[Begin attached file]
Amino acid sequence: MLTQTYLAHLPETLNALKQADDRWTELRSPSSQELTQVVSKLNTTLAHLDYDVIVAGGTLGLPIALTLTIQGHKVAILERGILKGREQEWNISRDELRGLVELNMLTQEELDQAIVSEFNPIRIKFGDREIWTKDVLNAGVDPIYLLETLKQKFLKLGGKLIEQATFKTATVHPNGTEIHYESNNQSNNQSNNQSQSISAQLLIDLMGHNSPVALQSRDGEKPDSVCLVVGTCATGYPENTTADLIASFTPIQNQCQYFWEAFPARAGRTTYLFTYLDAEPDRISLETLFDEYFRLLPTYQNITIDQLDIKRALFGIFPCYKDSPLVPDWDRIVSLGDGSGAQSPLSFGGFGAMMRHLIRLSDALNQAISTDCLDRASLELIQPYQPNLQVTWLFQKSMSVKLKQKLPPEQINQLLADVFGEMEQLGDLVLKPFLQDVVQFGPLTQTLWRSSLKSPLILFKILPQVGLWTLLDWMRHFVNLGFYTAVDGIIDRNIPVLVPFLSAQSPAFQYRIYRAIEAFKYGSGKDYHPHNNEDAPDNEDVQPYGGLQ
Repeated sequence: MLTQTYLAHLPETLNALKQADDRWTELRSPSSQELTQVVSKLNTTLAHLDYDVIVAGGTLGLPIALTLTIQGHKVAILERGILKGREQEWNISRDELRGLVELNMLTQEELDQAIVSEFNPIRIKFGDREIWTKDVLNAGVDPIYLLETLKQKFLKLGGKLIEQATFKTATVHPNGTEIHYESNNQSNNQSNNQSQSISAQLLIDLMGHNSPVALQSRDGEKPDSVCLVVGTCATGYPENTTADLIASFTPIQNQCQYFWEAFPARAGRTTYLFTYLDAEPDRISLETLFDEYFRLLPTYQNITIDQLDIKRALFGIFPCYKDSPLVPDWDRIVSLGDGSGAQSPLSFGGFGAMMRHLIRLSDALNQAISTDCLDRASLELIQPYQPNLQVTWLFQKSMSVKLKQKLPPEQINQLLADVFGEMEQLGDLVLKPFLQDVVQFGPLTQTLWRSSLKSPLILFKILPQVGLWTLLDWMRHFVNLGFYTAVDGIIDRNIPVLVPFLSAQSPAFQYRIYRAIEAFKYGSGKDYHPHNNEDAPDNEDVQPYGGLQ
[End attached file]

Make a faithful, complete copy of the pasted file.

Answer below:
Amino acid sequence: MLTQTYLAHLPETLNALKQADDRWTELRSPSSQELTQVVSKLNTTLAHLDYDVIVAGGTLGLPIALTLTIQGHKVAILERGILKGREQEWNISRDELRGLVELNMLTQEELDQAIVSEFNPIRIKFGDREIWTKDVLNAGVDPIYLLETLKQKFLKLGGKLIEQATFKTATVHPNGTEIHYESNNQSNNQSNNQSQSISAQLLIDLMGHNSPVALQSRDGEKPDSVCLVVGTCATGYPENTTADLIASFTPIQNQCQYFWEAFPARAGRTTYLFTYLDAEPDRISLETLFDEYFRLLPTYQNITIDQLDIKRALFGIFPCYKDSPLVPDWDRIVSLGDGSGAQSPLSFGGFGAMMRHLIRLSDALNQAISTDCLDRASLELIQPYQPNLQVTWLFQKSMSVKLKQKLPPEQINQLLADVFGEMEQLGDLVLKPFLQDVVQFGPLTQTLWRSSLKSPLILFKILPQVGLWTLLDWMRHFVNLGFYTAVDGIIDRNIPVLVPFLSAQSPAFQYRIYRAIEAFKYGSGKDYHPHNNEDAPDNEDVQPYGGLQ
Repeated sequence: MLTQTYLAHLPETLNALKQADDRWTELRSPSSQELTQVVSKLNTTLAHLDYDVIVAGGTLGLPIALTLTIQGHKVAILERGILKGREQEWNISRDELRGLVELNMLTQEELDQAIVSEFNPIRIKFGDREIWTKDVLNAGVDPIYLLETLKQKFLKLGGKLIEQATFKTATVHPNGTEIHYESNNQSNNQSNNQSQSISAQLLIDLMGHNSPVALQSRDGEKPDSVCLVVGTCATGYPENTTADLIASFTPIQNQCQYFWEAFPARAGRTTYLFTYLDAEPDRISLETLFDEYFRLLPTYQNITIDQLDIKRALFGIFPCYKDSPLVPDWDRIVSLGDGSGAQSPLSFGGFGAMMRHLIRLSDALNQAISTDCLDRASLELIQPYQPNLQVTWLFQKSMSVKLKQKLPPEQINQLLADVFGEMEQLGDLVLKPFLQDVVQFGPLTQTLWRSSLKSPLILFKILPQVGLWTLLDWMRHFVNLGFYTAVDGIIDRNIPVLVPFLSAQSPAFQYRIYRAIEAFKYGSGKDYHPHNNEDAPDNEDVQPYGGLQ